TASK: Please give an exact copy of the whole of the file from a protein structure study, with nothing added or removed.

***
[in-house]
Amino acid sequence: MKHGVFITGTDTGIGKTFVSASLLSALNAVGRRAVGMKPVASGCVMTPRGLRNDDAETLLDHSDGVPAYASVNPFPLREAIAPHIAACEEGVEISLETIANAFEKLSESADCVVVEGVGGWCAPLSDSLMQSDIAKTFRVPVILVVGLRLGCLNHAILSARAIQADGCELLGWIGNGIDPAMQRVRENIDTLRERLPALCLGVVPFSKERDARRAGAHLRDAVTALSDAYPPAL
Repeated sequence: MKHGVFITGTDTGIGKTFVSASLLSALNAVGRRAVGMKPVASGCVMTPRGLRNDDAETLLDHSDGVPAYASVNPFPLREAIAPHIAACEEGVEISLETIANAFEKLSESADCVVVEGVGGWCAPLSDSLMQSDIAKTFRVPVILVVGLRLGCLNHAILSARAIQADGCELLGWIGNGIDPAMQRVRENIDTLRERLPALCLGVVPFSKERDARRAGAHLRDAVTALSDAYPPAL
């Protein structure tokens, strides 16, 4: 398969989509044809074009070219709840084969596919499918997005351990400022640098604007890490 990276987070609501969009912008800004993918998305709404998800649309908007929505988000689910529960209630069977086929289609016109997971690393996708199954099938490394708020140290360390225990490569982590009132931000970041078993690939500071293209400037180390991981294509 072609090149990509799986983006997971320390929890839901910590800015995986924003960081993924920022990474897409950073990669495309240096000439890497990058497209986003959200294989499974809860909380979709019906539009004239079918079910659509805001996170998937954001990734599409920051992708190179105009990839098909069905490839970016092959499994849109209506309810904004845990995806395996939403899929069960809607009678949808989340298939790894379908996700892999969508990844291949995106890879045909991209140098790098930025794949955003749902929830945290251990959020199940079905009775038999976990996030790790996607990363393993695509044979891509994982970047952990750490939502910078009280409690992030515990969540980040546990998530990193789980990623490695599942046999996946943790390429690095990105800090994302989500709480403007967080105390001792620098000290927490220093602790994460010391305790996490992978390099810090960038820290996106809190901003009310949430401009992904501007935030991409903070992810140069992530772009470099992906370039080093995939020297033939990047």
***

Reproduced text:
[in-house]
Amino acid sequence: MKHGVFITGTDTGIGKTFVSASLLSALNAVGRRAVGMKPVASGCVMTPRGLRNDDAETLLDHSDGVPAYASVNPFPLREAIAPHIAACEEGVEISLETIANAFEKLSESADCVVVEGVGGWCAPLSDSLMQSDIAKTFRVPVILVVGLRLGCLNHAILSARAIQADGCELLGWIGNGIDPAMQRVRENIDTLRERLPALCLGVVPFSKERDARRAGAHLRDAVTALSDAYPPAL
Repeated sequence: MKHGVFITGTDTGIGKTFVSASLLSALNAVGRRAVGMKPVASGCVMTPRGLRNDDAETLLDHSDGVPAYASVNPFPLREAIAPHIAACEEGVEISLETIANAFEKLSESADCVVVEGVGGWCAPLSDSLMQSDIAKTFRVPVILVVGLRLGCLNHAILSARAIQADGCELLGWIGNGIDPAMQRVRENIDTLRERLPALCLGVVPFSKERDARRAGAHLRDAVTALSDAYPPAL
């Protein structure tokens, strides 16, 4: 398969989509044809074009070219709840084969596919499918997005351990400022640098604007890490 990276987070609501969009912008800004993918998305709404998800649309908007929505988000689910529960209630069977086929289609016109997971690393996708199954099938490394708020140290360390225990490569982590009132931000970041078993690939500071293209400037180390991981294509 072609090149990509799986983006997971320390929890839901910590800015995986924003960081993924920022990474897409950073990669495309240096000439890497990058497209986003959200294989499974809860909380979709019906539009004239079918079910659509805001996170998937954001990734599409920051992708190179105009990839098909069905490839970016092959499994849109209506309810904004845990995806395996939403899929069960809607009678949808989340298939790894379908996700892999969508990844291949995106890879045909991209140098790098930025794949955003749902929830945290251990959020199940079905009775038999976990996030790790996607990363393993695509044979891509994982970047952990750490939502910078009280409690992030515990969540980040546990998530990193789980990623490695599942046999996946943790390429690095990105800090994302989500709480403007967080105390001792620098000290927490220093602790994460010391305790996490992978390099810090960038820290996106809190901003009310949430401009992904501007935030991409903070992810140069992530772009470099992906370039080093995939020297033939990047």